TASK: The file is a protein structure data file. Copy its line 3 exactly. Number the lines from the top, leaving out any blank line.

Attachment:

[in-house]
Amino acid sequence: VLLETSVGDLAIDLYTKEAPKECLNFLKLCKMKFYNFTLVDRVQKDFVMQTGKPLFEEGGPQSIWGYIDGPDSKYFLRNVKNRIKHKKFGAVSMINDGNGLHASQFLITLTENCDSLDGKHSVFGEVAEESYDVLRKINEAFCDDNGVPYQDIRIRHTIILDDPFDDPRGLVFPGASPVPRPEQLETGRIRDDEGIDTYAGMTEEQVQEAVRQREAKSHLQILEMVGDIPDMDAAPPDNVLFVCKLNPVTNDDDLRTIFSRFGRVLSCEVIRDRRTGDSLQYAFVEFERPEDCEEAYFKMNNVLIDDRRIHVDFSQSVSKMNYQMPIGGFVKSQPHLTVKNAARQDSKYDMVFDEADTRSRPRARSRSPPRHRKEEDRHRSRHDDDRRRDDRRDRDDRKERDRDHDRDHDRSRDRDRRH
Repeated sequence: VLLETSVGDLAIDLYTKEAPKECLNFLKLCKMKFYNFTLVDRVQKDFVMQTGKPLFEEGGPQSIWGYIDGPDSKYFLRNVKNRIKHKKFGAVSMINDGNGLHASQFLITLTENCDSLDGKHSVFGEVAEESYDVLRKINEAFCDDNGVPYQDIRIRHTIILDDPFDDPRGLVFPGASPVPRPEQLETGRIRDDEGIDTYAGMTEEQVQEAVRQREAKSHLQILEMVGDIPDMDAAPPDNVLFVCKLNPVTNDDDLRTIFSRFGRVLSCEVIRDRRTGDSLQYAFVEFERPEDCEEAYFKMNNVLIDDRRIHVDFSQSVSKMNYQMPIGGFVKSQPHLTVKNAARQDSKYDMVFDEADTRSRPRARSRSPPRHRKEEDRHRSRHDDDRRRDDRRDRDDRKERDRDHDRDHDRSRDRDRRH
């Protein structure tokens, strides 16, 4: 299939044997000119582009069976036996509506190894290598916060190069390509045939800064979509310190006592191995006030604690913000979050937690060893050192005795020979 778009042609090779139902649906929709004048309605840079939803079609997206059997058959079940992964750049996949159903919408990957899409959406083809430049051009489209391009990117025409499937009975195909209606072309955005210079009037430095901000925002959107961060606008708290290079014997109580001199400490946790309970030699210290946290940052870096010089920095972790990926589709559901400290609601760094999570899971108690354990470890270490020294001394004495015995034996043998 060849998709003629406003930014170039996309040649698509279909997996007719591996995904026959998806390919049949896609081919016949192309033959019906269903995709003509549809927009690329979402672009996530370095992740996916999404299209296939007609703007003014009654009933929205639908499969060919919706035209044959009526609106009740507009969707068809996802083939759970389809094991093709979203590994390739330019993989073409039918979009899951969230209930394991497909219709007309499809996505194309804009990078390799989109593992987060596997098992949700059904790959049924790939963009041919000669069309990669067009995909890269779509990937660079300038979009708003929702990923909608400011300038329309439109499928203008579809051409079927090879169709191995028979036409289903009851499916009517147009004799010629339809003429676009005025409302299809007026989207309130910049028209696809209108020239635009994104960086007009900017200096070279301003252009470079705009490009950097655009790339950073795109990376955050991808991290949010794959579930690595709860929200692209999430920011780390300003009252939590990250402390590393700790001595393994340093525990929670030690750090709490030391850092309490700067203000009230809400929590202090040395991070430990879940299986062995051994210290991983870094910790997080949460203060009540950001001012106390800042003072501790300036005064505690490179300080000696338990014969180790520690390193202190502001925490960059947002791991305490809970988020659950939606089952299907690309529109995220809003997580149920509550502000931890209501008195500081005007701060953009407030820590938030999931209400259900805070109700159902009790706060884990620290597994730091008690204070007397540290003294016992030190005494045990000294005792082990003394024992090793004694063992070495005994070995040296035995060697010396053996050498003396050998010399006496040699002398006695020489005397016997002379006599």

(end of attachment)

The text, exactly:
Repeated sequence: VLLETSVGDLAIDLYTKEAPKECLNFLKLCKMKFYNFTLVDRVQKDFVMQTGKPLFEEGGPQSIWGYIDGPDSKYFLRNVKNRIKHKKFGAVSMINDGNGLHASQFLITLTENCDSLDGKHSVFGEVAEESYDVLRKINEAFCDDNGVPYQDIRIRHTIILDDPFDDPRGLVFPGASPVPRPEQLETGRIRDDEGIDTYAGMTEEQVQEAVRQREAKSHLQILEMVGDIPDMDAAPPDNVLFVCKLNPVTNDDDLRTIFSRFGRVLSCEVIRDRRTGDSLQYAFVEFERPEDCEEAYFKMNNVLIDDRRIHVDFSQSVSKMNYQMPIGGFVKSQPHLTVKNAARQDSKYDMVFDEADTRSRPRARSRSPPRHRKEEDRHRSRHDDDRRRDDRRDRDDRKERDRDHDRDHDRSRDRDRRH